As a parent, I agree with your approach – you shouldn’t let kids just get away with this stuff, because it just reinforces that it is okay/normal/acceptable; but the best way to do that is to include the local community.

    I have never been attacked, but I remember living in Port Moresby I would occasionally have kids who had just come in from the Highlands who run up to me in shops and touch my skin and then run away. And little kids would ask to touch my hair, as they had never felt ‘soft’ (their word) hair before. But I have never felt threatened by the presence of children before. Teenagers on the other hand …

  5. Yael Says:

    I love children, but sometimes, honestly, they’re pretty annoying, especially on the road. A few times I’ve reprimanded the children myself–when they’re hawking something, insulting, or hitting someone, but I think you’re probably right to involve a parent/adult…sometimes, though, especially when the children are hawking things, that the parents are always caring–I’ve seen a fair share of children with odd bruises or scars, unfortunately, so most times I just leave them alone or ignore them if they are being annoying. I do agree though, that one should involve the community (especially since saying “stop doing that!” from a white girl with a huge backpack doesn’t seem very convincing).

    Sometimes, though, like you said, the kids are the best part of the trip–the little girl on the Indian bus who smiled and giggled with me the whole way to a mountain town, the Jordanian children who had me take three zillion pictures of them, the girl from San Francisco in Israel who had me talk to her stuffed animal so her teddy bear wouldn’t be so bored (I think there might have been a little transference there, haha)….

  6. Rebecca Says:

    LOL … “Some may read this post and get the impression that I travel the world to discipline other people’s kids.” Your travels have shown that kids are kids no matter what country you visit! And, parents don’t do a good job disciplining them. Guess that’s good news for the kids in the USA — they’re not alone. As for street kids, it’s the same in the U.S., most people don’t give a damn about these kids so they take care of themselves the best they can. What a world we live in today…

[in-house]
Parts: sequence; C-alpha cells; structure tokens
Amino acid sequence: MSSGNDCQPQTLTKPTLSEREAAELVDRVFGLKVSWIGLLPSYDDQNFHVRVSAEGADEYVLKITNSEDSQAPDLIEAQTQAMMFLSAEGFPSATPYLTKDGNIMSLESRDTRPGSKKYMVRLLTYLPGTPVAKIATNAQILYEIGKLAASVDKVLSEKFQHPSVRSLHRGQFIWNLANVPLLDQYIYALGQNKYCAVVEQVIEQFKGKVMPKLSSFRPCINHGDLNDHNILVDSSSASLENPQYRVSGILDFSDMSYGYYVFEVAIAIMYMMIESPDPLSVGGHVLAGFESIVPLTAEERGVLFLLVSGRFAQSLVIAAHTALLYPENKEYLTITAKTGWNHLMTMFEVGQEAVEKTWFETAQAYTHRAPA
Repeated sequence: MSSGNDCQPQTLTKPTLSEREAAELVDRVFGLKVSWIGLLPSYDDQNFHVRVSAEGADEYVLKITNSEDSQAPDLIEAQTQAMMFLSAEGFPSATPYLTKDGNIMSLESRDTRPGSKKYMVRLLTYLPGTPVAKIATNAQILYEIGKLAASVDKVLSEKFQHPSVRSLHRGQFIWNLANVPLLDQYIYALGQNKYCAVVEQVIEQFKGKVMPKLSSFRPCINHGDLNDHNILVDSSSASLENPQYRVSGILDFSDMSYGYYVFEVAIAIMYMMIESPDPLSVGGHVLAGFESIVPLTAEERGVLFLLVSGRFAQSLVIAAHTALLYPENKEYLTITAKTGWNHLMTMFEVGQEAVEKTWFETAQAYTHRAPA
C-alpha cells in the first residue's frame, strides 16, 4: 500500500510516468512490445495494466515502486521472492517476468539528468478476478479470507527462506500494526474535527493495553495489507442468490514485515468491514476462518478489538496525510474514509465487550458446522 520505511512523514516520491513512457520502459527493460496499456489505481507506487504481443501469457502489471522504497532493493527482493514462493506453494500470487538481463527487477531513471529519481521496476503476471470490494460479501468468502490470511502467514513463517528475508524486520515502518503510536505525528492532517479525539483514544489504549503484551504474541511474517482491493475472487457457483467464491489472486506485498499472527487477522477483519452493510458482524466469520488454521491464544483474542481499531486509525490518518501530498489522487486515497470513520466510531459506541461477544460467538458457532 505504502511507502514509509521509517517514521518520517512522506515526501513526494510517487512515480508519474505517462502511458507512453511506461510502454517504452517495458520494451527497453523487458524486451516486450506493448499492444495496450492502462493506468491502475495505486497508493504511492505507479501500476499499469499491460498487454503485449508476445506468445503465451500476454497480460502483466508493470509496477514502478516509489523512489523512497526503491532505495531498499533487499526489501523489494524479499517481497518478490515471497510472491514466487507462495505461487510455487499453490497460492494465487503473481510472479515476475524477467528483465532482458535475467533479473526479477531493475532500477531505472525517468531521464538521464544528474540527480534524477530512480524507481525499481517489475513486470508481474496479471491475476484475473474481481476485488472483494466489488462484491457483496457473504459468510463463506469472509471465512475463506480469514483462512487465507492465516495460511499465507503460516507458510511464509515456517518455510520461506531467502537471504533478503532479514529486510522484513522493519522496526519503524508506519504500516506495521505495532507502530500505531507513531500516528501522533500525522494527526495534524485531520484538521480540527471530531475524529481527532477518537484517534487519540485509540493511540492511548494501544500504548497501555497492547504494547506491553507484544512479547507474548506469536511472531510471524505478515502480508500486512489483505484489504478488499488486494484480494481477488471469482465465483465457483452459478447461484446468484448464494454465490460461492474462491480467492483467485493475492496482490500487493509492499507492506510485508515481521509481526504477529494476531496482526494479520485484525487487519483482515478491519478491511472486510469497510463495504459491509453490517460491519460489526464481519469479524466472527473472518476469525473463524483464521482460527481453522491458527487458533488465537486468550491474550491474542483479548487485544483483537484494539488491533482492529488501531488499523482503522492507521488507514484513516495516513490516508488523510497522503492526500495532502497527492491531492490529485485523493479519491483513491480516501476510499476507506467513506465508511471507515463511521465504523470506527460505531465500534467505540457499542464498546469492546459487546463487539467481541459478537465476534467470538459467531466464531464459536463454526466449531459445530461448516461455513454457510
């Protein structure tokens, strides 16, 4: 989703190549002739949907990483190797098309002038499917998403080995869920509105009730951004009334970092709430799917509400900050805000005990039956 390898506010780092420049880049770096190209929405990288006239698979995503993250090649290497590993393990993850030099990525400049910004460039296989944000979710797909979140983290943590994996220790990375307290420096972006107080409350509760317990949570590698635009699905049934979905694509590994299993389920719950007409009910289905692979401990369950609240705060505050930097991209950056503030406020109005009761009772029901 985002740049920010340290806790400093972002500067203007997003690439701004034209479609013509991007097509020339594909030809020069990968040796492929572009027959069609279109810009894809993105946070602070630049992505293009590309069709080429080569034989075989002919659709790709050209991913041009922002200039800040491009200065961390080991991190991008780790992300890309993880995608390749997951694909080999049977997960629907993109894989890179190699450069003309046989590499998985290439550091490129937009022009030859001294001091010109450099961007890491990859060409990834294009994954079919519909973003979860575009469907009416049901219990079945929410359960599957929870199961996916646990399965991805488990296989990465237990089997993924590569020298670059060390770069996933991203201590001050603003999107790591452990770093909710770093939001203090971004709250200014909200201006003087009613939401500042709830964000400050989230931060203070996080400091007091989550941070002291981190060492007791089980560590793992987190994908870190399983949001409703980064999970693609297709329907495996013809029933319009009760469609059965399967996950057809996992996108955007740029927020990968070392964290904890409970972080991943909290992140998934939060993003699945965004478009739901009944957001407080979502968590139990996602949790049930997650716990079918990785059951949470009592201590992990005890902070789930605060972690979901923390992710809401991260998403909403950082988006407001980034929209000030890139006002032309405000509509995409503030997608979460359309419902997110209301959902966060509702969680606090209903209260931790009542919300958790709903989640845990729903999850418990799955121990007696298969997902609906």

7. melissa neal Says:

    i believe that is such a wise approach – to bring the community and family into the situation. It takes courage to do that though…so thanks for having the guts to take that extra step to address the issue. I’d probably just get away as fast as possible and miss the valuable opportunity to engage the people of those countries (and to be a part of a life-learning experience for those kids!).

    miss seeing you randomly in the coffee shops of Johnson City, TN. but i’m glad we get to follow you around the globe via internet!

  8. Paula Turner Says:

    Great choice Joel in handling the situations…My experiences in many of the places I have gone have been more of dealing with the kids begging or the attempted pick pocket (not successful though)

    I was shot in the back of the head by a BB gun though….but it was when I was also a kid and by my own brother:)

  9. Paul Riehl Says:

    Good approach, I agree. My experience was a little different, since I wasn’t the target, and the local community didn’t seem to give a shit….

    In our local market in Mexico two boys, probably 9 or 10, started scuffling in the middle of a busy pedestrian intersection. One got the other in a headlock and showed no sign of letting up, so I walked over to him, grabbed his arm and squeezed as hard as I could (which is pretty hard). He looked over his shoulder at this calm 6’3″ gringo looking down at him, and immediately let go, and the two rejoined their companions and started to walk away. Only then did ANYONE else do anything – the nearest vegetable seller yelled at them.